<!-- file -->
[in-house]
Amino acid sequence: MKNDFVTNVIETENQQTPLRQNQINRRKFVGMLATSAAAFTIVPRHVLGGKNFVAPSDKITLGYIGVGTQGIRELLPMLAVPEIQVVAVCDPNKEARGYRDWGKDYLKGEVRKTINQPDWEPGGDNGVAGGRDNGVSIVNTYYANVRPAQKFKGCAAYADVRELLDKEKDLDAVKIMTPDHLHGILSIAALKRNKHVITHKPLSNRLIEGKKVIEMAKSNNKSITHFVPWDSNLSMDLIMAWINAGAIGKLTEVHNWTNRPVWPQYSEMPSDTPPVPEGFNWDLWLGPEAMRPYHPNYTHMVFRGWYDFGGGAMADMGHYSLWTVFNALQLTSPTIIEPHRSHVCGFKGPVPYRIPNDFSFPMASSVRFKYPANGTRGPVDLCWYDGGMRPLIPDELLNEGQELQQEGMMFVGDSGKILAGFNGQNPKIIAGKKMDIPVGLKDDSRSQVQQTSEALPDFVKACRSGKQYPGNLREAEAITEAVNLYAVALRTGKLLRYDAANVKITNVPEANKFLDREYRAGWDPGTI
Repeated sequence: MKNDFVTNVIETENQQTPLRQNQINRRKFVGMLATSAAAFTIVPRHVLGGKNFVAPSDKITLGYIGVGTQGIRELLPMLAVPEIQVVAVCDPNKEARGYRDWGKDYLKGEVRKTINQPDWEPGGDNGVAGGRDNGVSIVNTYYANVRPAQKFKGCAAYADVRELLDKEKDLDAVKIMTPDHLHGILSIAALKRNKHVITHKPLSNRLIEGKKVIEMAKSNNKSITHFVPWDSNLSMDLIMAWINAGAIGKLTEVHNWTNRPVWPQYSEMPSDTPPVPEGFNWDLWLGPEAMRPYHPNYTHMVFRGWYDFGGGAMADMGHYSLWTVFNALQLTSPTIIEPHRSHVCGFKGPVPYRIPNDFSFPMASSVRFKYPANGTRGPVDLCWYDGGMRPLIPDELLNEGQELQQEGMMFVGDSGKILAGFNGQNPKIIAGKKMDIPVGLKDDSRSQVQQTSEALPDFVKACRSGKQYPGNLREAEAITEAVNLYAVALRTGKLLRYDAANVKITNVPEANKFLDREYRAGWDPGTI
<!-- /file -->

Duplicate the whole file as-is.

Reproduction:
[in-house]
Amino acid sequence: MKNDFVTNVIETENQQTPLRQNQINRRKFVGMLATSAAAFTIVPRHVLGGKNFVAPSDKITLGYIGVGTQGIRELLPMLAVPEIQVVAVCDPNKEARGYRDWGKDYLKGEVRKTINQPDWEPGGDNGVAGGRDNGVSIVNTYYANVRPAQKFKGCAAYADVRELLDKEKDLDAVKIMTPDHLHGILSIAALKRNKHVITHKPLSNRLIEGKKVIEMAKSNNKSITHFVPWDSNLSMDLIMAWINAGAIGKLTEVHNWTNRPVWPQYSEMPSDTPPVPEGFNWDLWLGPEAMRPYHPNYTHMVFRGWYDFGGGAMADMGHYSLWTVFNALQLTSPTIIEPHRSHVCGFKGPVPYRIPNDFSFPMASSVRFKYPANGTRGPVDLCWYDGGMRPLIPDELLNEGQELQQEGMMFVGDSGKILAGFNGQNPKIIAGKKMDIPVGLKDDSRSQVQQTSEALPDFVKACRSGKQYPGNLREAEAITEAVNLYAVALRTGKLLRYDAANVKITNVPEANKFLDREYRAGWDPGTI
Repeated sequence: MKNDFVTNVIETENQQTPLRQNQINRRKFVGMLATSAAAFTIVPRHVLGGKNFVAPSDKITLGYIGVGTQGIRELLPMLAVPEIQVVAVCDPNKEARGYRDWGKDYLKGEVRKTINQPDWEPGGDNGVAGGRDNGVSIVNTYYANVRPAQKFKGCAAYADVRELLDKEKDLDAVKIMTPDHLHGILSIAALKRNKHVITHKPLSNRLIEGKKVIEMAKSNNKSITHFVPWDSNLSMDLIMAWINAGAIGKLTEVHNWTNRPVWPQYSEMPSDTPPVPEGFNWDLWLGPEAMRPYHPNYTHMVFRGWYDFGGGAMADMGHYSLWTVFNALQLTSPTIIEPHRSHVCGFKGPVPYRIPNDFSFPMASSVRFKYPANGTRGPVDLCWYDGGMRPLIPDELLNEGQELQQEGMMFVGDSGKILAGFNGQNPKIIAGKKMDIPVGLKDDSRSQVQQTSEALPDFVKACRSGKQYPGNLREAEAITEAVNLYAVALRTGKLLRYDAANVKITNVPEANKFLDREYRAGWDPGTI